Iran sends training drones into Syria, as Tehran maintains UAV footprint abroad

Using UAVs instead of crewed aircraft enables Tehran to mitigate loss, according to Douglas Barrie of the International Institute for Strategic Studies.

Updated: October 5, 2021 - 11:08pm

The Facts Inside Our Reporter’s Notebook

Iran has sent training drones into Syria, aiming to boost pro-government forces there, according to a British-based security monitoring organization.

Iran's Islamic Revolutionary Guard Corps is teaching Syrian troops to use unmanned aerial vehicles, the Syrian Observatory for Human Rights (SOHR) reported this week.

"Iranian officers are reportedly training pro-government fighters on five drones which were recently brought in for this purpose," the group wrote on its website. The training course is being held at a farm, where 25 fighters are learning to use the remote-controlled craft, the group noted.

The program takes place following announcements last month from the U.S. military that it shot down two Iranian drones that attacked Erbil airport in Iraq. The latest in a series of attacks against the Kurdish sector occurred on Sept. 11, according to officials from Operation Inherent Resolve, the U.S.-led mission to defeat the Islamic State of Iraq and Syria (ISIS).

Although the September strikes caused no injuries nor property damage, according to OIR spokesman Col. Wayne Marotto, they signalled Iran's increasing use of the unmanned weapons.

Tehran's interest in UAVs intensified in the 1980s following the Iran-Iraq War, when military flight crews sustained heavy losses in air combat, according to one military aerospace expert.

Using UAVs instead of crewed aircraft enables Tehran to mitigate loss, according to Douglas Barrie of the International Institute for Strategic Studies.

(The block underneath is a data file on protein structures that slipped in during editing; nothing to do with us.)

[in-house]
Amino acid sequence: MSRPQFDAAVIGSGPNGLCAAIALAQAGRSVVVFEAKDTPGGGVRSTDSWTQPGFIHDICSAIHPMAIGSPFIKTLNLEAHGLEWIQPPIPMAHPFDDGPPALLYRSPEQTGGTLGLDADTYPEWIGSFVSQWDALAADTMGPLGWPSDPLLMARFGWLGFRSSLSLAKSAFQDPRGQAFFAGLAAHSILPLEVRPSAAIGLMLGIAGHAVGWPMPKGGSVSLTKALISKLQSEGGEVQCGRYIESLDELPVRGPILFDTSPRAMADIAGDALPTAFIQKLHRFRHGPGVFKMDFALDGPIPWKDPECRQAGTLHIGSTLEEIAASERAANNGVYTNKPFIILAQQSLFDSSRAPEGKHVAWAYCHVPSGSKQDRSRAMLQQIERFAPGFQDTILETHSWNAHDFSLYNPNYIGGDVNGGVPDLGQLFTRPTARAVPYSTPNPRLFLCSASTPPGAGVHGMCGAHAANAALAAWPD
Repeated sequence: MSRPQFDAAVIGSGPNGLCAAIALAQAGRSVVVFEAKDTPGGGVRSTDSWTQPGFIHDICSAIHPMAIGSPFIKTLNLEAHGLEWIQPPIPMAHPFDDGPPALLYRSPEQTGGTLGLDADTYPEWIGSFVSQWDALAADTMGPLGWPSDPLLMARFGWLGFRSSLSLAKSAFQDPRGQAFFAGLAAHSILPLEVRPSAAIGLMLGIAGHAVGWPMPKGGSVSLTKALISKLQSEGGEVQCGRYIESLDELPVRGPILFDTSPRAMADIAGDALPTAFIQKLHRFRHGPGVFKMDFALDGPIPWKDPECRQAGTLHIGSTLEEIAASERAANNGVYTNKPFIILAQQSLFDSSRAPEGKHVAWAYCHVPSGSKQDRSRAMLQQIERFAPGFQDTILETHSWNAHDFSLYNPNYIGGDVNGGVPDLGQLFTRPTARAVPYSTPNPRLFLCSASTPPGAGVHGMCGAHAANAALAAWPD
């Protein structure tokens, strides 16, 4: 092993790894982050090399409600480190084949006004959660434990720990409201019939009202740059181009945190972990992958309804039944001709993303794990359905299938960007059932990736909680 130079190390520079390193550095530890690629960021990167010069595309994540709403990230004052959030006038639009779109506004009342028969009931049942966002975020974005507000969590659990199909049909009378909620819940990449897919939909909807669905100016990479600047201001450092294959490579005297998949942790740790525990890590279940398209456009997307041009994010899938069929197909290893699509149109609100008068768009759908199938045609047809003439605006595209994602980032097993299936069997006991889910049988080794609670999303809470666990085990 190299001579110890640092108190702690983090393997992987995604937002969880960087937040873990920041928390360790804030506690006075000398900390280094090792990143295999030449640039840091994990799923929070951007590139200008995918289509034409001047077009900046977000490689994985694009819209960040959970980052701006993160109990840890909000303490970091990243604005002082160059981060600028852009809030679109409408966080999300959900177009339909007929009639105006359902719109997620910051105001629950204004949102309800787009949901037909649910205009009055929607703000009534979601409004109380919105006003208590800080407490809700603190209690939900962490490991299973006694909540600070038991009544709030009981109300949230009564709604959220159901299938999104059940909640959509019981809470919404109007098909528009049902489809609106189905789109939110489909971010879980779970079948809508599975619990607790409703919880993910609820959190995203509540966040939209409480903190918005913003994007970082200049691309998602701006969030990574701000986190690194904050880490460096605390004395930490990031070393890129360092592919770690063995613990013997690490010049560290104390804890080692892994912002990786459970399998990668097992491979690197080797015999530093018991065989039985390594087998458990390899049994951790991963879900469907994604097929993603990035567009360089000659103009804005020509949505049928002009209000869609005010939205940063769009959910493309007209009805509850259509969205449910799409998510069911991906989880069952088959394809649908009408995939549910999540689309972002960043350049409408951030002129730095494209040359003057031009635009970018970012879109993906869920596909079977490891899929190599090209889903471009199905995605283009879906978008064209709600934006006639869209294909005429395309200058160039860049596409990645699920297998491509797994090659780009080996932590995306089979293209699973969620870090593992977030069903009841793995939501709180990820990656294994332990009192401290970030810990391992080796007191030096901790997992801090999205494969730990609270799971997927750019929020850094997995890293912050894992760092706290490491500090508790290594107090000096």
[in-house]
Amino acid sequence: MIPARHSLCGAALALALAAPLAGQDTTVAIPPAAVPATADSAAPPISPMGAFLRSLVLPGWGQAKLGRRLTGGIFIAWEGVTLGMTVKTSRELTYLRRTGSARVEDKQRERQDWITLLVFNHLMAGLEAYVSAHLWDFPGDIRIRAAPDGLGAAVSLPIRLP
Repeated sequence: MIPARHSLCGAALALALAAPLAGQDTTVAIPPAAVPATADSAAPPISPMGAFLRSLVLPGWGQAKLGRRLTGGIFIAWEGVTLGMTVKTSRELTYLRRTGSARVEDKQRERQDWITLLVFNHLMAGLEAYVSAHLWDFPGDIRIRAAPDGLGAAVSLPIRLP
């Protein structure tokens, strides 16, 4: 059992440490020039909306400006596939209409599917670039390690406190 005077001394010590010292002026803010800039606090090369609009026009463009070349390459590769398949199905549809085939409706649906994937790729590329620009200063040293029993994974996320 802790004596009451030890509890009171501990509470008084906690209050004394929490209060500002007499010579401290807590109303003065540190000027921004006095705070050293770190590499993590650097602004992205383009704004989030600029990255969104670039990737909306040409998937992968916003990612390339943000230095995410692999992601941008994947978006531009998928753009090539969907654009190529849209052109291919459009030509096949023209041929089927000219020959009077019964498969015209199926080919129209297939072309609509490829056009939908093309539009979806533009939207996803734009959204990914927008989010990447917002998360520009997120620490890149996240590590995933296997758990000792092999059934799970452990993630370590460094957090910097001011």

"If the drone gets shot down, then Tehran has lost the equivalent of a small, 'radio-controlled' aircraft," Barrie wrote in an essay for the United States Institute of Peace. "Iran doesn't have to worry about getting the crew back. If they lose a pilot or crew downed in hostile territory, it becomes an issue. That just isn't the case with UAVs."

The unmanned systems also are considerably cheaper than conventional aircraft, and can offset an aging fleet, Barrie wrote.

Additionally, the drones can be used to support regional proxies, he noted.

"The Houthis in Yemen, Hamas in Gaza, and Popular Mobilization Forces in Iraq all field UAVs or direct attack munitions (also known as suicide or kamikaze drones) that have an Iranian fingerprint," Barrie wrote.

The five drones reported to be in Syria were sent in specifically for the training mission, according to the British-based monitoring group.

"The SOHR didn't provide any information on the type of the drones, which may very much be small fixed-wing or quadcopters drones that are commonly used for frontline reconnaissance," the group wrote.

Iran in January conducted a two-day UAV drill, held in conjunction with the first anniversary of the U.S. drone strike that killed Iranian general Qassem Soleimani in Iraq. The drill this year included "suicide drones" that divebombed into targets, and exploded. 

Just the News Spotlight